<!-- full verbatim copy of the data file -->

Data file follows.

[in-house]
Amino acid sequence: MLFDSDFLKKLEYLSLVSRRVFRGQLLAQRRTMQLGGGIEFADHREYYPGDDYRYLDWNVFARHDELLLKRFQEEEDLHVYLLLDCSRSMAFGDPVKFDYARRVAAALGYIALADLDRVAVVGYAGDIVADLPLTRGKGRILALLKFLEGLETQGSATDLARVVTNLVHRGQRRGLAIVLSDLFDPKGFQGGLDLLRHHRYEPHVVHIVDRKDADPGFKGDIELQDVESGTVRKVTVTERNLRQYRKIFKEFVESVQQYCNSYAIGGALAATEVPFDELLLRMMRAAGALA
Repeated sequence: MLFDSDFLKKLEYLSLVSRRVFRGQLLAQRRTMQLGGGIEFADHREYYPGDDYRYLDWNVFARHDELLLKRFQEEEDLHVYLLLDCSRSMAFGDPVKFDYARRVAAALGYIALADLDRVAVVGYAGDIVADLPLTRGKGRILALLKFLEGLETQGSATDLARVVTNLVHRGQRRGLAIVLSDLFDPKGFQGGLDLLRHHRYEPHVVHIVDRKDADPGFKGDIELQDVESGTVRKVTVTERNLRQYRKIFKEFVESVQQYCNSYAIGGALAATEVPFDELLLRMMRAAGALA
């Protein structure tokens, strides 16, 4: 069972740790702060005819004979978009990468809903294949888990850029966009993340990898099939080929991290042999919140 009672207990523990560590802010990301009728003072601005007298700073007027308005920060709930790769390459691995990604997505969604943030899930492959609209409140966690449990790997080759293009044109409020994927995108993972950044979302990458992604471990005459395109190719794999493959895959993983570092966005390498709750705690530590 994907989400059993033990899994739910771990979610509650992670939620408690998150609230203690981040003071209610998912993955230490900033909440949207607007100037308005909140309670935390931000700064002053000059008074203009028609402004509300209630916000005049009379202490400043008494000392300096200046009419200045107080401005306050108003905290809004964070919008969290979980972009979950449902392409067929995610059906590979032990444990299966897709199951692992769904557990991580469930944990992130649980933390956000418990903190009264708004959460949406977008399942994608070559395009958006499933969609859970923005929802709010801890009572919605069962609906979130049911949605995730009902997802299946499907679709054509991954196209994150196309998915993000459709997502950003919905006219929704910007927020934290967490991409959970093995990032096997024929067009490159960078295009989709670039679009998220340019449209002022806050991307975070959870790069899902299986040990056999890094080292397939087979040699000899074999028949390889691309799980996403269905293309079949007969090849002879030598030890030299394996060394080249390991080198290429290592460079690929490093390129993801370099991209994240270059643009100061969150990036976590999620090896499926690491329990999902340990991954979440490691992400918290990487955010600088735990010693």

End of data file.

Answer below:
[in-house]
Amino acid sequence: MLFDSDFLKKLEYLSLVSRRVFRGQLLAQRRTMQLGGGIEFADHREYYPGDDYRYLDWNVFARHDELLLKRFQEEEDLHVYLLLDCSRSMAFGDPVKFDYARRVAAALGYIALADLDRVAVVGYAGDIVADLPLTRGKGRILALLKFLEGLETQGSATDLARVVTNLVHRGQRRGLAIVLSDLFDPKGFQGGLDLLRHHRYEPHVVHIVDRKDADPGFKGDIELQDVESGTVRKVTVTERNLRQYRKIFKEFVESVQQYCNSYAIGGALAATEVPFDELLLRMMRAAGALA
Repeated sequence: MLFDSDFLKKLEYLSLVSRRVFRGQLLAQRRTMQLGGGIEFADHREYYPGDDYRYLDWNVFARHDELLLKRFQEEEDLHVYLLLDCSRSMAFGDPVKFDYARRVAAALGYIALADLDRVAVVGYAGDIVADLPLTRGKGRILALLKFLEGLETQGSATDLARVVTNLVHRGQRRGLAIVLSDLFDPKGFQGGLDLLRHHRYEPHVVHIVDRKDADPGFKGDIELQDVESGTVRKVTVTERNLRQYRKIFKEFVESVQQYCNSYAIGGALAATEVPFDELLLRMMRAAGALA
């Protein structure tokens, strides 16, 4: 069972740790702060005819004979978009990468809903294949888990850029966009993340990898099939080929991290042999919140 009672207990523990560590802010990301009728003072601005007298700073007027308005920060709930790769390459691995990604997505969604943030899930492959609209409140966690449990790997080759293009044109409020994927995108993972950044979302990458992604471990005459395109190719794999493959895959993983570092966005390498709750705690530590 994907989400059993033990899994739910771990979610509650992670939620408690998150609230203690981040003071209610998912993955230490900033909440949207607007100037308005909140309670935390931000700064002053000059008074203009028609402004509300209630916000005049009379202490400043008494000392300096200046009419200045107080401005306050108003905290809004964070919008969290979980972009979950449902392409067929995610059906590979032990444990299966897709199951692992769904557990991580469930944990992130649980933390956000418990903190009264708004959460949406977008399942994608070559395009958006499933969609859970923005929802709010801890009572919605069962609906979130049911949605995730009902997802299946499907679709054509991954196209994150196309998915993000459709997502950003919905006219929704910007927020934290967490991409959970093995990032096997024929067009490159960078295009989709670039679009998220340019449209002022806050991307975070959870790069899902299986040990056999890094080292397939087979040699000899074999028949390889691309799980996403269905293309079949007969090849002879030598030890030299394996060394080249390991080198290429290592460079690929490093390129993801370099991209994240270059643009100061969150990036976590999620090896499926690491329990999902340990991954979440490691992400918290990487955010600088735990010693």